57. Qiu, Y.; Jung, Y.H.; Lee, S.; Shih, T.-Y.; Lee, J.; Xu, Y.H.; Xu, R.; Lin, W.; Behdad, N.; Ma, Z. Compact parylene-c-coated flexible antenna for WLAN and upper-band UWB applications. Electron. Lett. 2014, 50, 1782–1784.
  58. Khaleel, R. Design and fabrication of compact inkjet printed antennas for integration within flexible and wearable electronics. IEEE Trans. Compon. Packag. Manuf. Technol. 2014, 4, 1722–1728.
  59. Jung, J.; Lee, H.; Lim, Y. Broadband flexible comb-shaped monopole antenna. IET Microw. Antennas Propag. 2009, 3, 325–332.
  60. Boehme, M.; Charton, C. Properties of ITO on PET film in dependence on the coating conditions and thermal processing. Surf. Coat. Technol. 2005, 200, 932–935.
  61. Yoon, H.K.; Park, J.A.; Yoon, Y.J.; Lee, C.-H. A CPW-fed polarization diversity antenna for UWB systems. In Proceedings of the Antennas and Propagation Society International Symposium, San Diego, CA, USA, 5–11 July 2008; pp. 1–4.
  62. Betancourt, D.; Haase, K.; Hubler, A.; Ellinger, F. Bending and Folding Effect Study of Flexible Fully Printed and Late-Stage Codified Octagonal Chipless RFID Tags. IEEE Trans. Antennas Propag. 2016, 64, 2815–2823.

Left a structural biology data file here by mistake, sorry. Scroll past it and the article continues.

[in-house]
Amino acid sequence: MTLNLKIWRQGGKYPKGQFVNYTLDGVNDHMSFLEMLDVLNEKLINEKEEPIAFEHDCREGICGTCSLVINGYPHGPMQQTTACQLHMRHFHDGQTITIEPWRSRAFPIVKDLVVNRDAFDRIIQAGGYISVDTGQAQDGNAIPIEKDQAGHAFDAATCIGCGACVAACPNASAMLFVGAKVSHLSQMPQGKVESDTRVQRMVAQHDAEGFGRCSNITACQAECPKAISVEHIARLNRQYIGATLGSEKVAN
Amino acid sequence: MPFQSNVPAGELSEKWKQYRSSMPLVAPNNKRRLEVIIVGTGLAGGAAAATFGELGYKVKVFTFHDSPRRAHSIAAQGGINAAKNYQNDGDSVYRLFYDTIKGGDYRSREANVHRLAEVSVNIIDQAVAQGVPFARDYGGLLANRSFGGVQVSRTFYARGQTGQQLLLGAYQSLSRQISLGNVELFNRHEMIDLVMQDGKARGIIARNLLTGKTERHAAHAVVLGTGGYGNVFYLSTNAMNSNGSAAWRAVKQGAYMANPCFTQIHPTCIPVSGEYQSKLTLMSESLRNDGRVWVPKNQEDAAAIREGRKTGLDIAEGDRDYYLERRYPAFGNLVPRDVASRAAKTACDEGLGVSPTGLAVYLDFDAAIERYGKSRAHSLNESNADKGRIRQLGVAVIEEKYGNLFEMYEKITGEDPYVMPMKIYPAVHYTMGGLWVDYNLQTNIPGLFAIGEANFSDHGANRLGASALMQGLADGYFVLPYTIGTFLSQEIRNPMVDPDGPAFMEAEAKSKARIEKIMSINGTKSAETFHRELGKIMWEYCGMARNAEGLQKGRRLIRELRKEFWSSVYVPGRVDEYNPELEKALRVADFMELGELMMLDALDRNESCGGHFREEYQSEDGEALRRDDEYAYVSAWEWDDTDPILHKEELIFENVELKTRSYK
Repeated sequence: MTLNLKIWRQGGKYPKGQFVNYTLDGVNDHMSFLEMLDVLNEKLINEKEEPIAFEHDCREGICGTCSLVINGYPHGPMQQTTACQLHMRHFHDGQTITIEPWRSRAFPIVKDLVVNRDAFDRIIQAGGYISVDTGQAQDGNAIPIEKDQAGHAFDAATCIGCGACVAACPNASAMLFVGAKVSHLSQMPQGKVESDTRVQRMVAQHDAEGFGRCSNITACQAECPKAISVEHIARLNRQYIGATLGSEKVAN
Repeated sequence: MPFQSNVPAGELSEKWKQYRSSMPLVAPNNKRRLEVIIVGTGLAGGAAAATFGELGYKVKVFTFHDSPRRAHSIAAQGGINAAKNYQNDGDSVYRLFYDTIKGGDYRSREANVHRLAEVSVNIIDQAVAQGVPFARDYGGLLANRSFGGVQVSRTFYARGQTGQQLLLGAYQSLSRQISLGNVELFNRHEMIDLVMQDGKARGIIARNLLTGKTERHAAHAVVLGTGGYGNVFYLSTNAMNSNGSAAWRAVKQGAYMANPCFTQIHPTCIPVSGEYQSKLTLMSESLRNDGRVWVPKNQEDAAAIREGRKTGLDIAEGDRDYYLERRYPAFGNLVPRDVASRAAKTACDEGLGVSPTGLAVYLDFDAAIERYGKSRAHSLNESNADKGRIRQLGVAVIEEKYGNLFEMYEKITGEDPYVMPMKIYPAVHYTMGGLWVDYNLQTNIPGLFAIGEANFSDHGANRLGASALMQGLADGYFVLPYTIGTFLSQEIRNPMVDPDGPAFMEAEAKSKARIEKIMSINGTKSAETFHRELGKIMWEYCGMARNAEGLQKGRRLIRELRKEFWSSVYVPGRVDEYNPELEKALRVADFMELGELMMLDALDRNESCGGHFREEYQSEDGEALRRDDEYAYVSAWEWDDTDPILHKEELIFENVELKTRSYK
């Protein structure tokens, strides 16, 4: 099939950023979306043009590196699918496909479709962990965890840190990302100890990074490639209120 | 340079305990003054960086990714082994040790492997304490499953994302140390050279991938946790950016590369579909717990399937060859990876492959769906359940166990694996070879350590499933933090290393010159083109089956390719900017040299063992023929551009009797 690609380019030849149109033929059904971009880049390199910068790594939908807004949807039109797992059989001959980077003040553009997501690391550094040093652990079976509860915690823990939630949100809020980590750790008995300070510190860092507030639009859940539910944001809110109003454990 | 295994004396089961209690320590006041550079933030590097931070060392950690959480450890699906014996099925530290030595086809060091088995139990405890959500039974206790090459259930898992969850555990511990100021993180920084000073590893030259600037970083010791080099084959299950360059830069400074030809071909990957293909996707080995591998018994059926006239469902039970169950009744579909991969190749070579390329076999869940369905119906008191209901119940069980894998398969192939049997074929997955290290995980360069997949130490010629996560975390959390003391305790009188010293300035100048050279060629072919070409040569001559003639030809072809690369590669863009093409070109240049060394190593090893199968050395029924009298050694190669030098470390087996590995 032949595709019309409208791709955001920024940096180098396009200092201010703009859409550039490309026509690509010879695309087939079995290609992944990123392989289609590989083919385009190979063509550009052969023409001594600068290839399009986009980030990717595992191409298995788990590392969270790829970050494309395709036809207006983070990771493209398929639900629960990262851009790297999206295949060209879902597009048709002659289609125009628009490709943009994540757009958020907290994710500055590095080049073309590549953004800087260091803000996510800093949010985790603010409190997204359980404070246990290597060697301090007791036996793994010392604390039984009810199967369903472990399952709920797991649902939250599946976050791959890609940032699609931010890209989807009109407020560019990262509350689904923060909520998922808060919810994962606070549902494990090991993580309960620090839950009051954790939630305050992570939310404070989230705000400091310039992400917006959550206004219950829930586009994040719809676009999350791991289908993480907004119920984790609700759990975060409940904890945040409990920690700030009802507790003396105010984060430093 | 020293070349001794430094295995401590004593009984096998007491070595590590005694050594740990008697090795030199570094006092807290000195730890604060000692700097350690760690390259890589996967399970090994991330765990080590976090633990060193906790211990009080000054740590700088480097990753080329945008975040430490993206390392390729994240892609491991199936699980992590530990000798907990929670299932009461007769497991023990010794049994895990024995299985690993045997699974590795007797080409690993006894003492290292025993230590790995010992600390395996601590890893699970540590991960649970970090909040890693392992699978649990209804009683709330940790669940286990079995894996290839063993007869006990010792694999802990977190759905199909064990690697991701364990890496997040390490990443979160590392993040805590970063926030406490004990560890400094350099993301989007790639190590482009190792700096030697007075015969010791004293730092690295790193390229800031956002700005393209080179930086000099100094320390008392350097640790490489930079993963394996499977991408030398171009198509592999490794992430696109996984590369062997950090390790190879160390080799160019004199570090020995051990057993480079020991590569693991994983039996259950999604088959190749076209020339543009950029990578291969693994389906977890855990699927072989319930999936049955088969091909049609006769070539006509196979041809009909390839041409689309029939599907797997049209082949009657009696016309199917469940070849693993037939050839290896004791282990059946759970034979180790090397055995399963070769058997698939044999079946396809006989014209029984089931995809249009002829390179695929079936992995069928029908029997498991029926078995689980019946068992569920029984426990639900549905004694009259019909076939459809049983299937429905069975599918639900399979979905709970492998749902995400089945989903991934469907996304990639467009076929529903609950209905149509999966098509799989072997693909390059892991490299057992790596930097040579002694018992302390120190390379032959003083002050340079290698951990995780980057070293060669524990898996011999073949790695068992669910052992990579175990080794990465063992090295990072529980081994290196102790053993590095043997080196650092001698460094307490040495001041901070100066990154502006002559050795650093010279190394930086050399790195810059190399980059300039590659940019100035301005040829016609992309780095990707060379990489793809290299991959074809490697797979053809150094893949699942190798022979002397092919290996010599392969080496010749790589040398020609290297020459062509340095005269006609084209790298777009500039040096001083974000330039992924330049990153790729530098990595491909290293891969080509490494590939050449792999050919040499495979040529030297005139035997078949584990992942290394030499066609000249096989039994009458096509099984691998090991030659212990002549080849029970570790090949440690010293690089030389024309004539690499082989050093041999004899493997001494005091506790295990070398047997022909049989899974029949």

63. Castro, A.T.; Sharma, S.K. Inkjet-Printed Wideband Circularly Polarized Microstrip Patch Array Antenna on a PET Film Flexible Substrate Material. IEEE Antennas Wirel. Propag. Lett. 2018, 17, 176–179.
  64. Khan, M.U.A.; Raad, R.; Foroughi, J.; Tubbal, F.E.; Xi, J. Novel Bow-Tie Chip-less RFID Tag for Wearable Applications. In Proceedings of the 2019 19th International Symposium on Communications and Information Technologies (ISCIT), Ho Chi Minh City, Vietnam, 25–27 September 2019; IEEE: New York, NY, USA, 2019; pp. 10–13.
  65. Moro, R.; Bozzi, M.; Collado, A.; Georgiadis, A.; Via, S. Plastic-based substrate integrated waveguide (SIW) components and antennas. In Proceedings of the 2012 42nd European Microwave Conference, Amsterdam, The Netherlands, 29 October–1 November 2012; IEEE: New York, NY, USA, 2012; pp. 1007–1010.